19th March 2021
Interview with CEO of Asteroid Mining Corporation
In this recent podcast, Mitch Hunter-Scullion talks about the economics, technologies and opportunities of asteroid mining and the future of the space industry over the next 50 years.
Mitch Hunter-Scullion is a young British entrepreneur who founded Asteroid Mining Corporation in 2016, after completing his dissertation entitled "The Case for Asteroid Mining: Examining the economic and political benefits to be gained from mining in Space."
Asteroid Mining Corporation (AMC), the UK's only company dedicated to commercial extraction of space resources, has since grown into a team of eight people with specialities in astronomy, engineering, finance, and IT. Their first prospecting satellite – in the "CubeSat" class – will perform telescopic observations of candidate bodies, leading to the creation of a database with information about thousands of asteroids. This data could be sold to provide funding for future missions with more advanced capabilities, such as a rendezvous with asteroid 1986DA.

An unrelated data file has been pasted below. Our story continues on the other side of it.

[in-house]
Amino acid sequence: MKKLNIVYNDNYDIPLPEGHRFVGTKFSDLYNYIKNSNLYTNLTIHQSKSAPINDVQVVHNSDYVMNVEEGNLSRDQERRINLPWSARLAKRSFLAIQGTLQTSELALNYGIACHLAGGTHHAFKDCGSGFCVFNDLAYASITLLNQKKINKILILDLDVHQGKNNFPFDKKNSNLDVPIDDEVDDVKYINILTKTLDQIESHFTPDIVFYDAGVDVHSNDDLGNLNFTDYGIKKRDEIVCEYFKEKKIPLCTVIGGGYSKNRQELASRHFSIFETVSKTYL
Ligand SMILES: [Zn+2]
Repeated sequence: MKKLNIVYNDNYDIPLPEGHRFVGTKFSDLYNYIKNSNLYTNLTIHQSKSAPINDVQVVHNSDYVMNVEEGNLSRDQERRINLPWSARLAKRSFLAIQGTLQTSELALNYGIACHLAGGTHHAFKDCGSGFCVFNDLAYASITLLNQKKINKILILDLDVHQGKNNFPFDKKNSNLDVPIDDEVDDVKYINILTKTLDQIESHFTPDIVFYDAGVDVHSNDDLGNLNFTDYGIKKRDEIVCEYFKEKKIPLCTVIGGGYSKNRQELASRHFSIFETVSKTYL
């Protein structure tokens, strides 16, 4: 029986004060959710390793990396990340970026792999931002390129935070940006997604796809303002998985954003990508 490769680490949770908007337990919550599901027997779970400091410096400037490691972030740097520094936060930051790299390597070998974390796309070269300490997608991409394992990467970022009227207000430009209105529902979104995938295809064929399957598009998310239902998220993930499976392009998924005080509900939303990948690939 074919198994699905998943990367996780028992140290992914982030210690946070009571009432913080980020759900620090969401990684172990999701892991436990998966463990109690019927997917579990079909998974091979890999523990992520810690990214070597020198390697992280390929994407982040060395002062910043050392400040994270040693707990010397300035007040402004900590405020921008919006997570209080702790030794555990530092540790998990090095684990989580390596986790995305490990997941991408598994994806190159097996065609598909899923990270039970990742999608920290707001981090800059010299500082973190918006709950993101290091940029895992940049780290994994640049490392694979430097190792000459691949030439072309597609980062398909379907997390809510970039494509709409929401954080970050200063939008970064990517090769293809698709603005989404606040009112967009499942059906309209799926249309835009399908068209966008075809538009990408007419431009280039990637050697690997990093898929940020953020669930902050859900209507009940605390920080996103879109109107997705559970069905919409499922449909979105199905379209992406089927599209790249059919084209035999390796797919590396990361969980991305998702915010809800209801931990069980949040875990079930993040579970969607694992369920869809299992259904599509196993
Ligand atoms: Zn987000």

AMC recently signed a Memorandum of Understanding with the Space Robotics Lab at Tohoku University in Japan, to begin working on the mutual development of Space Capable Asteroid Robotic Explorers (SCAR-E).
A single asteroid could potentially contain trillions of dollars' worth of useful materials, such as gold and platinum. While currently in its very earliest stages, Hunter-Scullion believes that the mining of these bodies could grow into one of the biggest industries of the mid-late 21st century. The combination of a soaring global population, depletion of finite resources, and increasingly low-cost access to space suggests he may be right. AMC hopes to partner with international investors and high-net-worth individuals to achieve the long-term goal of obtaining and returning these precious metals and minerals to Earth.
In this recent interview with Chris Milton, who runs the Brighter Tomorrow podcast series, he discusses the company's plans in more detail. He also offers some predictions on what the space industry could look like by 2070: